2. Hey Honey…My name is Debbie…..I am a friend of your dad…..I am so sorry that you too have to experience such a devastating, traumatic (there really are no words to describe the) loss…….I lost my daughter, Miranda, 4 years ago…I find strength from my sons and grandchildren…..I would like to communicate more with you so I will be emailing you soon…….May you find peace in moments…..

  3. At my desk, fighting tears. Your questions are so big, so honest, so close to the very heart of what it means to be alive and to love. I never thought about how even imagining feeling better has a cloud of feeling worse.

    1. I understand grief, Every loss has it’s own despair, the awful loneliness and the “why me” of it all. I also know that the biggest lessons of love and compassion are through grief. From your grief I am learning and loving more deeply. Your sharing honesty is a gift to me. I love you. Merti

  4. Dearest mon, I imagine …. I imagine but I do not know what it is to lose a son. I know my grief – for Harvey, and for you and Danny; I know that my sorrow for you feels like a tidal wave, like a cut through my sternum through which my center falls out, due in part to imagining what this feels like for you. But one thing that I feel like I know is that you know Harvey through your grief, but that you know him best through your bottomless and endless love for him. Without that, there would be no anguish, no tears, no commitment to commit every inch of his physical self to your mental one. And when things get easier, as will be evidenced by longer intervals of relief, I see this as a way of bringing dear Harvey with you, the way that all people who have died are carried forward by those still living, still loving them. Breaks in grief will not leave him behind because nothing can leave him behind. And so, as you change, he will change with you, present in your thoughts as you experience joy and excitement and grief anew. Many of his changes must be left to imagination, which should not be fucking happening, but some of his changes will be realized through you. In this small way, he lives.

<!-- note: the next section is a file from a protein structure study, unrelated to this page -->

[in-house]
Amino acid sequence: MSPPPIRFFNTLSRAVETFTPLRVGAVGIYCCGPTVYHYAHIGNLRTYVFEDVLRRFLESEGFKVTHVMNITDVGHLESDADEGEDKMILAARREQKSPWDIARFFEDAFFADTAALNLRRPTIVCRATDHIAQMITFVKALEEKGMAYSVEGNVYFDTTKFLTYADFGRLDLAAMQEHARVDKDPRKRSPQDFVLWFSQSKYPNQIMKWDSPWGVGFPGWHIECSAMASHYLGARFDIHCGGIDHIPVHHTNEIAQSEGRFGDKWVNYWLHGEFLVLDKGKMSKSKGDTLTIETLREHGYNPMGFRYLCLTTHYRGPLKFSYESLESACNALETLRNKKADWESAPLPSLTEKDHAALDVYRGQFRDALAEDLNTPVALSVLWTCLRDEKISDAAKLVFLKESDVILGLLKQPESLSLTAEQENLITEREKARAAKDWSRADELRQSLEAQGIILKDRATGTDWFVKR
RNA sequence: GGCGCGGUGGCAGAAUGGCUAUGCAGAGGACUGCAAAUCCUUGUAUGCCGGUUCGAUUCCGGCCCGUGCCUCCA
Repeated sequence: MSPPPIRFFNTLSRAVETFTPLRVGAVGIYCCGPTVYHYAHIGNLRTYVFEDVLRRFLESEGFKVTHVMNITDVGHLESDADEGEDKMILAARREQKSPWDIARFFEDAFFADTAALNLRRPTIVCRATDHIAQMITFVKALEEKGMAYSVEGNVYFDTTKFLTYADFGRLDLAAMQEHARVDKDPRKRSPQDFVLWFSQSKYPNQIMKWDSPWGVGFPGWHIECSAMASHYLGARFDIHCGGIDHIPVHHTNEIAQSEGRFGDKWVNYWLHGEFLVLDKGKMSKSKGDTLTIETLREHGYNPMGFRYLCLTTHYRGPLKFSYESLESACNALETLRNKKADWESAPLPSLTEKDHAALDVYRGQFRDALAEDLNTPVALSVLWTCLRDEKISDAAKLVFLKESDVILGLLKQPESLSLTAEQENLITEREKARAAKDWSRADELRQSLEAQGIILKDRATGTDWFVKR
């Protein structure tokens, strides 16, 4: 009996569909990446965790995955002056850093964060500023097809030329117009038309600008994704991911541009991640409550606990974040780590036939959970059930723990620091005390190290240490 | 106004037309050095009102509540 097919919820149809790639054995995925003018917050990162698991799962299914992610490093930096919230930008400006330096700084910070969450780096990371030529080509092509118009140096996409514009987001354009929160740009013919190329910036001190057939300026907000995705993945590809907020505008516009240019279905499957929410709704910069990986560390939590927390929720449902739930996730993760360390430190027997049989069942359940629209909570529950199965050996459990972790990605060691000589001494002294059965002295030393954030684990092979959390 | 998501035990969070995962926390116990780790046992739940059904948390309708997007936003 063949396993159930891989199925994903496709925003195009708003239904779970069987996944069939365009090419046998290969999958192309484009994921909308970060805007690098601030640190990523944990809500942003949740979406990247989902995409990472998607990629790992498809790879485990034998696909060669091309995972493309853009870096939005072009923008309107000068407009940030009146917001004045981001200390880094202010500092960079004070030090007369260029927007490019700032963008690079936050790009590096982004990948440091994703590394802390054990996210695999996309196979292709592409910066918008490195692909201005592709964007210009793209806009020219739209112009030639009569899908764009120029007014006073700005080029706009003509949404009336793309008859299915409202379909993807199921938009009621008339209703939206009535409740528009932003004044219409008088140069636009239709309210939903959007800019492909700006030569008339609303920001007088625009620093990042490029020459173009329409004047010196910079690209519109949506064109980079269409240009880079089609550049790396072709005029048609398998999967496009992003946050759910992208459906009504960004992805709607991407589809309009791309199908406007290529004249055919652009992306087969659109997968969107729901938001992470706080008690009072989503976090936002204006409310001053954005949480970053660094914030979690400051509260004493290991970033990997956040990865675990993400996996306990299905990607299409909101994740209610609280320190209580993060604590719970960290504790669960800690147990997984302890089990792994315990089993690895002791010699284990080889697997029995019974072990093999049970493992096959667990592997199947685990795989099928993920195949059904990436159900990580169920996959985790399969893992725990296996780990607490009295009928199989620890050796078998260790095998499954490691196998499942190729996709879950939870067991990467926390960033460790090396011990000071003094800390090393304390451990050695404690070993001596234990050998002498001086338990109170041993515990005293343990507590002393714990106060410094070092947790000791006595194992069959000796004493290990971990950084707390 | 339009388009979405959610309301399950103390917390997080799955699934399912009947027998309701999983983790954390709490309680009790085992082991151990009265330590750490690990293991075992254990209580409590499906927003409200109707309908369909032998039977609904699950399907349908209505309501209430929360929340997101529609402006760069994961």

Another thing that I imagine is how difficult it must be to bear the weight of managing other people’s sorrow, and our desperation to find spots of light through the dark. Instead of writing any of what I did above, I should only have written that I can imagine how that about which you wrote feels, and that it makes perfect sense to me, and that I weep for and with you, and that I hope that you will continue to write about it. I love you.